Holy cow, I wrote a book!
A few years ago,
researchers started with "muscle dysmorphia" and body-image
perceptions in the United States and Europe
whether the same problems afflict Taiwanese men.
Listen for the results.
But don't be confused by the chicken meat (肌肉).
Sean Cole interviews Taiwanese pop star
A-Mèi for her opinion.
I remember a story in CNN some years ago on the singer,
and it referred to her as "Ms. Mei".
Um, that's not right.
In Taiwanese, the "A-" prefix is used to form nicknames;
compare English which appends "-y" for the same purpose.
In English, "Mike" becomes "Mikey"; in Taiwanese,
"Huì-Mèi" becomes "A-Mèi".
If you want to refer to her formally, it's "Ms. Chang".
Using "Ms. Mei" would be like referring to the musician Eddie Van Halen
as "Mr. Ed".
Life was simpler back in the old days.
Back in the old days,
processes were believed to be in control of their threads.
You can see this in the "old fashioned" way of exiting a process,
namely by exiting all the threads.
This method works only if the process knows about all the
threads running in it and can get each one to clean up
when it's time for the process to exit.
In other words, the old-fashioned theory was that when
a process wanted to exit, it would do something like this:
Of course, that was before the introduction of programming
constructions that created threads that the main program didn't know
about and therefore had no control over.
Things like the thread pool, RPC worker threads,
DLLs that create worker threads
(something still not well-understood even today).
The world today is very different.
Next time, we'll look at how this simple view of processes
and threads affects the design of how processes exit.
Still, you learned enough today to be able to solve
this person's problem.
reads the fine print in all those SEC filings,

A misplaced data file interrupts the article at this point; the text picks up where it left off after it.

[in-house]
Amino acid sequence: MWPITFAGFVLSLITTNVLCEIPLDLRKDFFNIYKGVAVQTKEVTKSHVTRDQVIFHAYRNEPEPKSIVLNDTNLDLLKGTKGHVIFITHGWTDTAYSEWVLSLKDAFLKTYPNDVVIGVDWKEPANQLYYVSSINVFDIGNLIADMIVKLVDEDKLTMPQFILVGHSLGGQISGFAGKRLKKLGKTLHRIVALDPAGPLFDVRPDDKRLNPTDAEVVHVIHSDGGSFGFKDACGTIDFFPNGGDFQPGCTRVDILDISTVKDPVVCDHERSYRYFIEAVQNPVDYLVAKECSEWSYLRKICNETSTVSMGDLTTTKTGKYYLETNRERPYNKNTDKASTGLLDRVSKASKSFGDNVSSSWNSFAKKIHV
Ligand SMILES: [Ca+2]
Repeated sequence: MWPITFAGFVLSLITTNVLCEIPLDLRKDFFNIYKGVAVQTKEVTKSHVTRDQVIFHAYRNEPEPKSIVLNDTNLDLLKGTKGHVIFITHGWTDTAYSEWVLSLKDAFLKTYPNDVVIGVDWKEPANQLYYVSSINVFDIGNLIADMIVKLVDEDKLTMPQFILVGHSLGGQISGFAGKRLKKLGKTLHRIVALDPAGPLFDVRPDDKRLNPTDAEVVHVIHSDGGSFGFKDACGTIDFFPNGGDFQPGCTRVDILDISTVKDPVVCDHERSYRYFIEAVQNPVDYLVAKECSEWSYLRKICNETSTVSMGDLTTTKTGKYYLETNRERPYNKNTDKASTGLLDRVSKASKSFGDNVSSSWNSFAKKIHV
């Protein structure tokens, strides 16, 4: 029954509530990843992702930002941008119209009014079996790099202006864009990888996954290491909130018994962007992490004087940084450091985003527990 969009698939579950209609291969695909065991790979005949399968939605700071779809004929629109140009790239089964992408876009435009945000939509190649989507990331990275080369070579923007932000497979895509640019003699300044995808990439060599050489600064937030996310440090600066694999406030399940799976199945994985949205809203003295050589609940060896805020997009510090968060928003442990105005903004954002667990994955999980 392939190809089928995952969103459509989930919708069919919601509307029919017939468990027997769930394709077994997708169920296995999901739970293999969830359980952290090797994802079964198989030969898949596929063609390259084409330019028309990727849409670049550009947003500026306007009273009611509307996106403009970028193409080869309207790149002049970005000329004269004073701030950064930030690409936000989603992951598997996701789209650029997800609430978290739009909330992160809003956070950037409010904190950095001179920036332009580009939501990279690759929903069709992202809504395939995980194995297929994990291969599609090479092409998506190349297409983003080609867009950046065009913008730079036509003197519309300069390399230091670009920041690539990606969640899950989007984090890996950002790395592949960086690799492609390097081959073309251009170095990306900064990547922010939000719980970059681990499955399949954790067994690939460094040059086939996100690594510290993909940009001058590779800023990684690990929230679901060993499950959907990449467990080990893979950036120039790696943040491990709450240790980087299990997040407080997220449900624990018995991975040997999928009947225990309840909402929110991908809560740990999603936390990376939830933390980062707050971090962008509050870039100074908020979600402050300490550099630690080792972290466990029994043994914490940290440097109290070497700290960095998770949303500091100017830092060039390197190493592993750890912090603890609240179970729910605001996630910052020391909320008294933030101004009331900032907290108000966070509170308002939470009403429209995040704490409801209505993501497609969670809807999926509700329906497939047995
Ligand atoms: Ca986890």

focusing on the details that companies try to hide from vigilant eyes.
For example, she dug into Carnival Corp's proxy statement and discovered
"that Chairman and CEO Micky Arison rang up $343K on his use of the
corporate jet last year and that COO Howard Frank spent $321K,"
up from $215K and $101K last year, respectively.
My favorite example of corporate jet-setting is
this one on Applebee's former CEO Lloyd Hill.
On 29 occasions from from April 2006 through January 2007,
Applebees's corporate aircraft flew into and out of Galveston, Texas,
where former CEO Lloyd Hill happens to own a beach house.
The nearest Applebees's restaurant is more than 40 miles away.
Though Mr. Hill ceased to be CEO in September 2006,
company planes continue the Galveston shuttle.
The current record-holder for personal use of the corporate jet
is George David, Chairman and CEO of United Technologies (UTX),
who spent over $600,000 of his company's money on personal flights.
(And check out that $194,099 under "Cash Flexible Perquisite
Allowances"! Isn't "cash perquisite" an oxymoron?)
Another web site that reads the fine print is
which looks at the fine print in consumer products.
It could be simple things like
a gallon can of paint that is less than a gallon
a quart of mayonnaise that is less than a quart.
Or it could be pointing out that
Scott's 1000-sheet toilet paper, billed as having
"improved long-lasting value,"
7.5% shorter than the old roll.
Mouseprint* also found lacking
the defense of Gorilla Glue against charges
of making the unsubstantiated claim that they make
"the toughest glue on planet earth."
The claim is "so broad in scope, so general in nature, and so exaggerated
in content, that no reasonable consumer would believe it to be a
In other words, "You'd have to be an idiot to believe us!"
Here are a few citations for the word
A lot of work lies ahead to
operationalize this plan.
Provide security guidance and tools to help operationalize
security for enterprise environments.
I thought it meant "carry out" or "put into effect",
and then I saw this sentence:
Operationalize the demo (get computers configured,
install software, verify network access).
Now I'm not sure any more.